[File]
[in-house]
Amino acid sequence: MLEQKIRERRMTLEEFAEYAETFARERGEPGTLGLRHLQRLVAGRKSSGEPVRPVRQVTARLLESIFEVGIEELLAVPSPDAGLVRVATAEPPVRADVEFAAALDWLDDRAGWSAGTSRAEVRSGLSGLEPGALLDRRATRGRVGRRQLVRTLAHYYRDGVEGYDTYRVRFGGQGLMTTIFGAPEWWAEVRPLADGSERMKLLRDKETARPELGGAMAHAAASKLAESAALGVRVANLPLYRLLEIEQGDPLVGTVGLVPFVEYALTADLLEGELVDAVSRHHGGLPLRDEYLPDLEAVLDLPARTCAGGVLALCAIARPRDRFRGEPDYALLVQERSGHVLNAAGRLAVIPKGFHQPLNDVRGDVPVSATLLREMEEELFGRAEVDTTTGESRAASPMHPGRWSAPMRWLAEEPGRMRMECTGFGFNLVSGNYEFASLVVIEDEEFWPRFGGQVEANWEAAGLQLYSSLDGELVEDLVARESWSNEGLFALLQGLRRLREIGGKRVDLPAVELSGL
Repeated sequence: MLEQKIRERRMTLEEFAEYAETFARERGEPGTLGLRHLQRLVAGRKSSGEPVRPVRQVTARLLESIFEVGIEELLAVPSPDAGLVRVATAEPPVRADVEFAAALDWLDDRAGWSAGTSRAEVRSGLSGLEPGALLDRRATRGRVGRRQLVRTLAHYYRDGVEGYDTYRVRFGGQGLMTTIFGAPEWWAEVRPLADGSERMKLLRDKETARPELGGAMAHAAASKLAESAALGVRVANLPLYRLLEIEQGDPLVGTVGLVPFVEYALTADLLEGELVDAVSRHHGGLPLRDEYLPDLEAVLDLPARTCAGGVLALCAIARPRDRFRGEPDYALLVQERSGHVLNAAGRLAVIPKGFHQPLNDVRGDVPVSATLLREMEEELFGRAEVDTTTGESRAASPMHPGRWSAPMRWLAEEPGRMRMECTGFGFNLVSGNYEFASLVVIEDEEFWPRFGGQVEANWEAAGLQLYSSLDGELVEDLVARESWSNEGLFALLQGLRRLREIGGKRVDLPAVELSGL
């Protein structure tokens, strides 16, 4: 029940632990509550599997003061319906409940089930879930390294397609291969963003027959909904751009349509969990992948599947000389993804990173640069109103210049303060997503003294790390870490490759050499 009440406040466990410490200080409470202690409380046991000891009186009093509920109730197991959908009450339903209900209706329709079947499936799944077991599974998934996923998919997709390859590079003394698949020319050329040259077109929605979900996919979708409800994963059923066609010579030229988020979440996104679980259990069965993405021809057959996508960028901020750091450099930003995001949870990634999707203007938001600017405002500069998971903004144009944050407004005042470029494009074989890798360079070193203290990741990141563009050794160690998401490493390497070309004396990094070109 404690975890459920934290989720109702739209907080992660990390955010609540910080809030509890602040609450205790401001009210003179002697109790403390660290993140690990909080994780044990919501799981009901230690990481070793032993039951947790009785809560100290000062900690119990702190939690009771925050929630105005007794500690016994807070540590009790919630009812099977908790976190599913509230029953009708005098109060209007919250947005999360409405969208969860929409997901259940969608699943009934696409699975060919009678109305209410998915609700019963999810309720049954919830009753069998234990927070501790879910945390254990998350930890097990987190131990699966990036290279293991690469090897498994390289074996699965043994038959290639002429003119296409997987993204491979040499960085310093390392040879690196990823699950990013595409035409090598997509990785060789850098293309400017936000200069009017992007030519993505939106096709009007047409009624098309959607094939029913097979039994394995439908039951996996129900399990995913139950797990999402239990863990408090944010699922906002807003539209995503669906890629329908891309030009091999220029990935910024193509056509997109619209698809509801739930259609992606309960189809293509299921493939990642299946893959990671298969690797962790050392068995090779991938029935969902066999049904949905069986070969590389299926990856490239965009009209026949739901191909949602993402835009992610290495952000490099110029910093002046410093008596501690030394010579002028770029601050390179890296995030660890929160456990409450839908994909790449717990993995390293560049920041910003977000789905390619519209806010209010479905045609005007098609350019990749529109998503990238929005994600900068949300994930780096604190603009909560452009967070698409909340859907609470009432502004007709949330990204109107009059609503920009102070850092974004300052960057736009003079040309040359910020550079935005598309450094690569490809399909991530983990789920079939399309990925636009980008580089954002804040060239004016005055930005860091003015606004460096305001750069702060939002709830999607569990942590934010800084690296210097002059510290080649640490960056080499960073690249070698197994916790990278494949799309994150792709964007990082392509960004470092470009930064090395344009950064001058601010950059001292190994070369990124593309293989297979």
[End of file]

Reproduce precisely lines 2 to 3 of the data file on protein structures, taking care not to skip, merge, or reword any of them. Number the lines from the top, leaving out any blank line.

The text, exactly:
Amino acid sequence: MLEQKIRERRMTLEEFAEYAETFARERGEPGTLGLRHLQRLVAGRKSSGEPVRPVRQVTARLLESIFEVGIEELLAVPSPDAGLVRVATAEPPVRADVEFAAALDWLDDRAGWSAGTSRAEVRSGLSGLEPGALLDRRATRGRVGRRQLVRTLAHYYRDGVEGYDTYRVRFGGQGLMTTIFGAPEWWAEVRPLADGSERMKLLRDKETARPELGGAMAHAAASKLAESAALGVRVANLPLYRLLEIEQGDPLVGTVGLVPFVEYALTADLLEGELVDAVSRHHGGLPLRDEYLPDLEAVLDLPARTCAGGVLALCAIARPRDRFRGEPDYALLVQERSGHVLNAAGRLAVIPKGFHQPLNDVRGDVPVSATLLREMEEELFGRAEVDTTTGESRAASPMHPGRWSAPMRWLAEEPGRMRMECTGFGFNLVSGNYEFASLVVIEDEEFWPRFGGQVEANWEAAGLQLYSSLDGELVEDLVARESWSNEGLFALLQGLRRLREIGGKRVDLPAVELSGL
Repeated sequence: MLEQKIRERRMTLEEFAEYAETFARERGEPGTLGLRHLQRLVAGRKSSGEPVRPVRQVTARLLESIFEVGIEELLAVPSPDAGLVRVATAEPPVRADVEFAAALDWLDDRAGWSAGTSRAEVRSGLSGLEPGALLDRRATRGRVGRRQLVRTLAHYYRDGVEGYDTYRVRFGGQGLMTTIFGAPEWWAEVRPLADGSERMKLLRDKETARPELGGAMAHAAASKLAESAALGVRVANLPLYRLLEIEQGDPLVGTVGLVPFVEYALTADLLEGELVDAVSRHHGGLPLRDEYLPDLEAVLDLPARTCAGGVLALCAIARPRDRFRGEPDYALLVQERSGHVLNAAGRLAVIPKGFHQPLNDVRGDVPVSATLLREMEEELFGRAEVDTTTGESRAASPMHPGRWSAPMRWLAEEPGRMRMECTGFGFNLVSGNYEFASLVVIEDEEFWPRFGGQVEANWEAAGLQLYSSLDGELVEDLVARESWSNEGLFALLQGLRRLREIGGKRVDLPAVELSGL